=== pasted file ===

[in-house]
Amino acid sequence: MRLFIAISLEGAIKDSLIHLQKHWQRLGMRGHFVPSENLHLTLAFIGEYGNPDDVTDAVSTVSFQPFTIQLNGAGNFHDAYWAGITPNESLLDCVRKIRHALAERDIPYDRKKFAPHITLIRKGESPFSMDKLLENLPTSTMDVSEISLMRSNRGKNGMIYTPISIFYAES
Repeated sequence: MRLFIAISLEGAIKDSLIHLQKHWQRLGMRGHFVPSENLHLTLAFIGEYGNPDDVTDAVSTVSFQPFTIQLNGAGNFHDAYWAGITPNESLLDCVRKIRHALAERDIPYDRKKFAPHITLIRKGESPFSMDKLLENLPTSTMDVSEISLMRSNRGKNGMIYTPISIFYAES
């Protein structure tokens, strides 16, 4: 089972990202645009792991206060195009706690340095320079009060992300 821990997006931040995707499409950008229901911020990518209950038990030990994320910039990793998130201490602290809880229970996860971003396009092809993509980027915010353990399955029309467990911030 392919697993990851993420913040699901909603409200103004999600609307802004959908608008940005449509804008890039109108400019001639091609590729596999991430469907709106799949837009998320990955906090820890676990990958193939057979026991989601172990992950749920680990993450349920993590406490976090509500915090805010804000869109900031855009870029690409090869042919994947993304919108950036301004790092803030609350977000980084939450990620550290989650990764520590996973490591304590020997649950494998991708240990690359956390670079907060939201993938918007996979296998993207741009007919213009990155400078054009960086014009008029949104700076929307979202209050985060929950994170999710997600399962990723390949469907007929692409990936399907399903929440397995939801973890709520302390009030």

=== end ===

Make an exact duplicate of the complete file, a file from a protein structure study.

[in-house]
Amino acid sequence: MRLFIAISLEGAIKDSLIHLQKHWQRLGMRGHFVPSENLHLTLAFIGEYGNPDDVTDAVSTVSFQPFTIQLNGAGNFHDAYWAGITPNESLLDCVRKIRHALAERDIPYDRKKFAPHITLIRKGESPFSMDKLLENLPTSTMDVSEISLMRSNRGKNGMIYTPISIFYAES
Repeated sequence: MRLFIAISLEGAIKDSLIHLQKHWQRLGMRGHFVPSENLHLTLAFIGEYGNPDDVTDAVSTVSFQPFTIQLNGAGNFHDAYWAGITPNESLLDCVRKIRHALAERDIPYDRKKFAPHITLIRKGESPFSMDKLLENLPTSTMDVSEISLMRSNRGKNGMIYTPISIFYAES
């Protein structure tokens, strides 16, 4: 089972990202645009792991206060195009706690340095320079009060992300 821990997006931040995707499409950008229901911020990518209950038990030990994320910039990793998130201490602290809880229970996860971003396009092809993509980027915010353990399955029309467990911030 392919697993990851993420913040699901909603409200103004999600609307802004959908608008940005449509804008890039109108400019001639091609590729596999991430469907709106799949837009998320990955906090820890676990990958193939057979026991989601172990992950749920680990993450349920993590406490976090509500915090805010804000869109900031855009870029690409090869042919994947993304919108950036301004790092803030609350977000980084939450990620550290989650990764520590996973490591304590020997649950494998991708240990690359956390670079907060939201993938918007996979296998993207741009007919213009990155400078054009960086014009008029949104700076929307979202209050985060929950994170999710997600399962990723390949469907007929692409990936399907399903929440397995939801973890709520302390009030």